In Phuket, Thailand, Secretary of State Colin L. Powell said he was saddened to learn of Governor Haidari's killing. "It once again shows that there are these murderers and terrorists, former regime elements in Iraq, that don't want to see an election," he said. "They don't want to see the people of Iraq choose their own leadership. They want to go back to the past."

The terror group headed by Al Qaeda's leader in Iraq, Abu Musab al-Zarqawi, took credit for the attack in an Internet posting, calling Mr. al-Haidari an "autocrat" and his killing part of an effort to "liberate this city and all the country."

The Zarqawi group also took credit for detonating the fuel truck in western Baghdad this morning as it sped toward the commandos' outpost in the Qadissiya neighborhood. Witnesses said guards fired at the tanker as it hurtled toward them, killing the driver but failing to stop the tanker from exploding.

"The police had shot the suicide bomber, but the tanker moved on and killed most of those who were in the front gate, whether civilians or guards," a 23-year-old commando said. The insurgents, he said, "don't want elections to be held, the terrorists don't want a stable country here."

Muhammed Hashem, a 40-year-old laborer who lives nearby, said, "We woke up at 9 a.m. from the sound of the explosion, and saw window panes destroyed, and shrapnel everywhere."

"The place has been targeted before twice, the Americans and the police should have provided more security to it, but they haven't," Mr. Hashem said. "The Iraqi blood has become so cheap that we have people everyday killed for trivial reasons."

The two bloody attacks converged at the Yarmouk Hospital in Baghdad. As victims from the tanker truck bombing were carried in, the widow of Governor Haidari stood with her 16-year-old son, Hussein. "We've got no one to turn to now," she said.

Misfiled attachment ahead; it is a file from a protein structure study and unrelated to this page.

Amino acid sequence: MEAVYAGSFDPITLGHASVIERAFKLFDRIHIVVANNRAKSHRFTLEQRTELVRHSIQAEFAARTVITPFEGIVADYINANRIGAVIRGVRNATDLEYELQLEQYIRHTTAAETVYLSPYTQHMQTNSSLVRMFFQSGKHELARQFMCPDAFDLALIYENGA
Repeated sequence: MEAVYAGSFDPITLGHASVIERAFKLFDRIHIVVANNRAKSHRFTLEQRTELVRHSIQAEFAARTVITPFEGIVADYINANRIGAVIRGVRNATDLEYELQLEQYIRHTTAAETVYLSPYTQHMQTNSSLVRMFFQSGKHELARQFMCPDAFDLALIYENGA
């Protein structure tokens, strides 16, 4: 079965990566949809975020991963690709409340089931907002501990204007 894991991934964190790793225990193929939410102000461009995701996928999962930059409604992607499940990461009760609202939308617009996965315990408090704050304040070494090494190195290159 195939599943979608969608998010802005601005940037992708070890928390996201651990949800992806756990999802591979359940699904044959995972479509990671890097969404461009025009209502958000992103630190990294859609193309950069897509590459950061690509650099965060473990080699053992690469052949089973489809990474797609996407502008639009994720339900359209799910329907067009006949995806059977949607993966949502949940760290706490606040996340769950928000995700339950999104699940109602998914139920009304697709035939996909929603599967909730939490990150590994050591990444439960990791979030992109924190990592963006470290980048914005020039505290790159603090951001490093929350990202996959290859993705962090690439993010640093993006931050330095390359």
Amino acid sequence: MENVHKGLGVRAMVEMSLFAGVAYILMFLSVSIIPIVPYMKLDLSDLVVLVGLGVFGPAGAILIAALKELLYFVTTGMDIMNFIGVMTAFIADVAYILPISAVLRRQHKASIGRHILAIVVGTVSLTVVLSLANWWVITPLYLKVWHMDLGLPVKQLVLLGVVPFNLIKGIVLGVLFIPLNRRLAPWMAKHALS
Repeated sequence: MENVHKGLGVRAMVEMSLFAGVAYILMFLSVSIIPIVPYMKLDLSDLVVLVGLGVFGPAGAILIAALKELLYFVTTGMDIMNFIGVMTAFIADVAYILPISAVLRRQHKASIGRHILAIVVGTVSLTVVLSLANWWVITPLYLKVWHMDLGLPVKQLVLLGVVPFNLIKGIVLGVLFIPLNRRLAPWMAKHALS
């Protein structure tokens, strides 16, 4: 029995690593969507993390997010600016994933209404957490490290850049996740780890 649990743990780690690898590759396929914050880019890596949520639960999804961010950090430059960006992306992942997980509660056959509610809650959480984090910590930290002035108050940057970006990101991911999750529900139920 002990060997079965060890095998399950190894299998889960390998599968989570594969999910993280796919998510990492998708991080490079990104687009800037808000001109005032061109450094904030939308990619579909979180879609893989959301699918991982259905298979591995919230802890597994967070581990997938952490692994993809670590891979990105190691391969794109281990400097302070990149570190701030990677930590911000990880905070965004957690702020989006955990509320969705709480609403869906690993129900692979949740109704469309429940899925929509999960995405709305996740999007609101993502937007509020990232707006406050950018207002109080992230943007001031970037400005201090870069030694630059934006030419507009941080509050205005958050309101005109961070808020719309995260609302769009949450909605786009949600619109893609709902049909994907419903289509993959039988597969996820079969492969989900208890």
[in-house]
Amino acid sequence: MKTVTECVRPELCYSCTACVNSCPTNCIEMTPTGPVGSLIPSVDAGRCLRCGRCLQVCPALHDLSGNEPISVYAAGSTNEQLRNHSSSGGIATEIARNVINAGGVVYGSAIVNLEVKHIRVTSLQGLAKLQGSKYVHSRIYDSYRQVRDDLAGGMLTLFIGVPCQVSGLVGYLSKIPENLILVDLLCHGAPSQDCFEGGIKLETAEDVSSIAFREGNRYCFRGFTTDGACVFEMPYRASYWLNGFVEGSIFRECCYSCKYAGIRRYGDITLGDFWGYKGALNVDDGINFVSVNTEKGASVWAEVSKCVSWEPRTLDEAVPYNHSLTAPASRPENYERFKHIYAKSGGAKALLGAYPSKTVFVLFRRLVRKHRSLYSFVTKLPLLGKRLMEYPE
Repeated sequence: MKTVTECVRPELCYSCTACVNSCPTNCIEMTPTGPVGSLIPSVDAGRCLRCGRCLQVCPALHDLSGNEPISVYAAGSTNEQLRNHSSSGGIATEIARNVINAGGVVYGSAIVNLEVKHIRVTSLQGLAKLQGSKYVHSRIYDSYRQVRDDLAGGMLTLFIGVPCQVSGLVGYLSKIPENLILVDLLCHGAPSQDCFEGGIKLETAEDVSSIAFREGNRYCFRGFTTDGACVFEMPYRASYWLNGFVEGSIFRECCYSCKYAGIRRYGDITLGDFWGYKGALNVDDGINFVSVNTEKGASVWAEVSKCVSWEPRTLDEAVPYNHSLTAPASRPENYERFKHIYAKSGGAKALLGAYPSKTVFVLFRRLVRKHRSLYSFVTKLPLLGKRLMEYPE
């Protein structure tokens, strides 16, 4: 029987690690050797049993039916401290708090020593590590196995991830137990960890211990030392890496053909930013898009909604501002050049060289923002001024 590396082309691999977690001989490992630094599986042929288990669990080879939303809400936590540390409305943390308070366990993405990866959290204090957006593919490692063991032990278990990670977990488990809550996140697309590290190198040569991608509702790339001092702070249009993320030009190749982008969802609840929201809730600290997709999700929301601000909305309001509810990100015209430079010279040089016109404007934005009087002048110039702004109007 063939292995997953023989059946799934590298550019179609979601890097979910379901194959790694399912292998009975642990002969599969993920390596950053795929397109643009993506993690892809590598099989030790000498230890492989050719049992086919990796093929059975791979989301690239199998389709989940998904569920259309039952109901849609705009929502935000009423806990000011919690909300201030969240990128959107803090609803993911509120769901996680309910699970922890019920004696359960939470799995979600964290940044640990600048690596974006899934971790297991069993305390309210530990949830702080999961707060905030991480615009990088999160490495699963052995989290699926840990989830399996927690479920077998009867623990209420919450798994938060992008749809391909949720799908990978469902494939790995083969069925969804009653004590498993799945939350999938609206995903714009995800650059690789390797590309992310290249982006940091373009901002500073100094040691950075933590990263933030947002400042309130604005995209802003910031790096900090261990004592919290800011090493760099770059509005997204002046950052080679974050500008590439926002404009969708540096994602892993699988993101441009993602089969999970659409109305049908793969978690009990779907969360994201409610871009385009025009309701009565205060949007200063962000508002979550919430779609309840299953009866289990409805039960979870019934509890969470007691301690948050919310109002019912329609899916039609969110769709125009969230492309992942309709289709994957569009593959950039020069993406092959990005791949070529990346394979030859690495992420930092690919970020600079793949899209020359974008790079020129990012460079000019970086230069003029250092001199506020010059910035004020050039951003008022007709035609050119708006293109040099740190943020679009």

The American casualties came in three attacks, the military said. In northern Baghdad, three soldiers from the First Cavalry Division were killed and two were wounded about 11 a.m. local time by an improvised bomb. About 30 minutes later a soldier from the First Infantry Division was killed and one was wounded when a bomb exploded near Balad, the site of an American air base, about 50 miles north of Baghdad. The marine was killed while carrying out security operations with the First Marine Expeditionary Force in Al Anbar Province, a restive Sunni region west of the capital.

The violence today came a day after more than 20 Iraqis and Westerners were killed in five separate attacks that included car bombs, hidden artillery shells, and a booby-trapped, headless corpse. On Sunday, 18 Iraqi troops and one civilian were killed in Balad, 50 miles north of Baghdad, when a suicide bomber detonated his four-wheel-drive vehicle next to a bus full of Iraqi national guardsmen.

While American military commanders say they believe the violence is designed to derail the national elections and throw Iraq into even deeper turmoil, several people interviewed at the scene of this morning's tanker bombing said the attack would only strengthen their resolve to vote.

"It's true that they don't want us to take part in the elections," a 26-year-old man wounded by the blast near the Interior Ministry office said, "but I am telling you that I am now more committed to go to the electoral centers and vote."

Christine Hauser, Zaineb Obeid and Layla Istifan contributed reporting from Baghdad for this article, and David Stout from Washington.